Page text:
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Old Warrior for Peace Pursues the Same Enemy

 |  NCR Today

The New York Times Sept. 7 profiled resilient anti-nuke protester, Oblate Father Carl Kabat, who last month outside of Denver was arrested for protesting at a nuclear weapon silo.

The Times: "His most recent protest unfolded on a quiet dawn last month, when he drove down a country road outside Greeley, a few hours north of Denver, used the bolt cutters to cut a hole in a chain-link fence, wedged his aging body through and stepped atop the silo of a Minuteman III nuclear missile coming up from the ground. He had enough time — about 45 minutes — to drape antiwar banners from the fence, say a prayer and try without success to open a hatch leading to the silo before he was arrested by Air Force security personnel.

“I thought, ‘What a beautiful place this is except for this damnable thing in the ground that could kill two or three million people,’ ” Father Kabat said later in an interview at the Weld County Jail, where he is being held on misdemeanor criminal mischief and trespassing charges. “It’s insane.”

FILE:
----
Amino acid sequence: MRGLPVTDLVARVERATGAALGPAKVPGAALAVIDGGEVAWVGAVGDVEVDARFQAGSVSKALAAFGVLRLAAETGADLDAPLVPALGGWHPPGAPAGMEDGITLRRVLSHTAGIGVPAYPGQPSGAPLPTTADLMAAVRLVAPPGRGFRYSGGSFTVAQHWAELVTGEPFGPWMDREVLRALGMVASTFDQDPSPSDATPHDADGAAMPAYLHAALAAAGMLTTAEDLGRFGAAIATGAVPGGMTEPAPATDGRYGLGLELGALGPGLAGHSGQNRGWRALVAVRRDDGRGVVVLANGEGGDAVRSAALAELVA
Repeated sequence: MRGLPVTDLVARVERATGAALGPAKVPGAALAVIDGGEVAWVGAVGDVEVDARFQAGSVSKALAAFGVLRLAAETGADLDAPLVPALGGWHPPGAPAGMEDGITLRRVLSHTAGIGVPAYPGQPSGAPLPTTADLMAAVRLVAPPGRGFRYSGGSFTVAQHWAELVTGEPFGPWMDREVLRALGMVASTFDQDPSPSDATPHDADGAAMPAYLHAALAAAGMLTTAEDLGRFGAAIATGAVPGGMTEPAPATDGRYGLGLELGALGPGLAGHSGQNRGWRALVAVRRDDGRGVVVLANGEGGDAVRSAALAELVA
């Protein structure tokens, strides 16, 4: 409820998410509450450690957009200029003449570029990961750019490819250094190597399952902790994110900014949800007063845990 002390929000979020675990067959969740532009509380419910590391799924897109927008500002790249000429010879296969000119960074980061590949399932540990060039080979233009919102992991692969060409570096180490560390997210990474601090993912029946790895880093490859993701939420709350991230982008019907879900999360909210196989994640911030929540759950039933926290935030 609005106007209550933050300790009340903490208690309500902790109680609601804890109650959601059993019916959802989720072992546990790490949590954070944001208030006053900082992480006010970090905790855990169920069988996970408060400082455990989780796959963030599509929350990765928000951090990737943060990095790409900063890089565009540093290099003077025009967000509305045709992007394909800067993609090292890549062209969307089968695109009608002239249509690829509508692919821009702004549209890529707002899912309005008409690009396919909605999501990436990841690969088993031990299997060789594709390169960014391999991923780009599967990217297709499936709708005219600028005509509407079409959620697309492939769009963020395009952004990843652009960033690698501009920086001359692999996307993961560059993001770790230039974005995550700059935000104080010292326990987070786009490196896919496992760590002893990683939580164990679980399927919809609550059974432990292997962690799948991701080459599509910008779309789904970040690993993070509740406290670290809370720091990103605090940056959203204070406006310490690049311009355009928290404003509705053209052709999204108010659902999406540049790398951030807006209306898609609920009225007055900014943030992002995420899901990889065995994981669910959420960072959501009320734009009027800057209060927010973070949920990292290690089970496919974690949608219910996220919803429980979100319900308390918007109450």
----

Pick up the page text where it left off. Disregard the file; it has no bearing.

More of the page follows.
This is the statement he released at the time:

The Roman Catholic Church, of which I am a priest, at the close of its Vatican Council II in 1965 condemned nuclear bombs as a crime against humanity and are to be condemned unreservedly.

The World Council of Churches has proclaimed that ‘the manufacture, deployment or use of nuclear bombs is a crime against humanity.’

Looking for ways to go green? Check out our FREE flyer, "5 ways to conduct an eco-friendly parish meeting."

I support President Barack Obama’s desire and have attempted to do my little bit in his effort.

The nuclear bomb that is in the ground here is more than 20 times more powerful than the atomic bombs we dropped on the Japanese. Each of those bombs killed more than 100,000 people. At lest twenty times that number totals more than 2 million people.

The Bible says in the words of Isaiah. ‘They shall beat their spears into pruning hooks and their swords into plowshares.’

May the Holy One have mercy on us for not doing so.

Photos of the protest can be viewed on the Jonah House Web Site.

Kabat considers himself a "fool for Christ." In protesting nuclear weapons as he does, with the costs of spending years in prison, he forces us to ask the question: "Is he the fool or are we the fools for not protesting these immoral weapons as vigorously?"

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